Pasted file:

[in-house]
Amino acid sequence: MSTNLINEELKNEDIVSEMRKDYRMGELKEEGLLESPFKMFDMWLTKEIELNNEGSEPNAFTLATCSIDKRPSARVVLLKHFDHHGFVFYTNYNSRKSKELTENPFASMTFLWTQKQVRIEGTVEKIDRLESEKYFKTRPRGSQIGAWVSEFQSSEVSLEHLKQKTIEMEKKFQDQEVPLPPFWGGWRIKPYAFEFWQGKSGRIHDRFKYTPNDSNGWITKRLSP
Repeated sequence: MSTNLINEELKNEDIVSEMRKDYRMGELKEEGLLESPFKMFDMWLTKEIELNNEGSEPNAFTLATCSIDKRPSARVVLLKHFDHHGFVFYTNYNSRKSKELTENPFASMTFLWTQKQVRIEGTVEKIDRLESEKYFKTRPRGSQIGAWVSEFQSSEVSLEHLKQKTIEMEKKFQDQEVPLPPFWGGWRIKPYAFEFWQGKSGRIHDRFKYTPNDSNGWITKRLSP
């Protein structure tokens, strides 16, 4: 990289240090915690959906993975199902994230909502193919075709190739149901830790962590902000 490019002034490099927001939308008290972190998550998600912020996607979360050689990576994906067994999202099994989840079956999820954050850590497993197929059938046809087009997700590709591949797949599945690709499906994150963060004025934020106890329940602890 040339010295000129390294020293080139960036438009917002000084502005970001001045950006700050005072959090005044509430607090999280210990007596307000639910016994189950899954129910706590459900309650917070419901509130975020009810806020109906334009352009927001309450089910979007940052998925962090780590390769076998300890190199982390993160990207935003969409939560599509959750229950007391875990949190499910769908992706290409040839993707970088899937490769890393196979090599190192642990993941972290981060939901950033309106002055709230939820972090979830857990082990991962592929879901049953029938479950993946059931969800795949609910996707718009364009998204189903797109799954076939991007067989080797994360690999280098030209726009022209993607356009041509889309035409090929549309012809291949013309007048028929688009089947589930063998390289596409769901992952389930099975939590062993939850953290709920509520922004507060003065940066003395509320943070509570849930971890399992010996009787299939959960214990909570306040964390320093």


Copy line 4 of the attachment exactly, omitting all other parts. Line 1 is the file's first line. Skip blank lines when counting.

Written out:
């Protein structure tokens, strides 16, 4: 990289240090915690959906993975199902994230909502193919075709190739149901830790962590902000 490019002034490099927001939308008290972190998550998600912020996607979360050689990576994906067994999202099994989840079956999820954050850590497993197929059938046809087009997700590709591949797949599945690709499906994150963060004025934020106890329940602890 040339010295000129390294020293080139960036438009917002000084502005970001001045950006700050005072959090005044509430607090999280210990007596307000639910016994189950899954129910706590459900309650917070419901509130975020009810806020109906334009352009927001309450089910979007940052998925962090780590390769076998300890190199982390993160990207935003969409939560599509959750229950007391875990949190499910769908992706290409040839993707970088899937490769890393196979090599190192642990993941972290981060939901950033309106002055709230939820972090979830857990082990991962592929879901049953029938479950993946059931969800795949609910996707718009364009998204189903797109799954076939991007067989080797994360690999280098030209726009022209993607356009041509889309035409090929549309012809291949013309007048028929688009089947589930063998390289596409769901992952389930099975939590062993939850953290709920509520922004507060003065940066003395509320943070509570849930971890399992010996009787299939959960214990909570306040964390320093």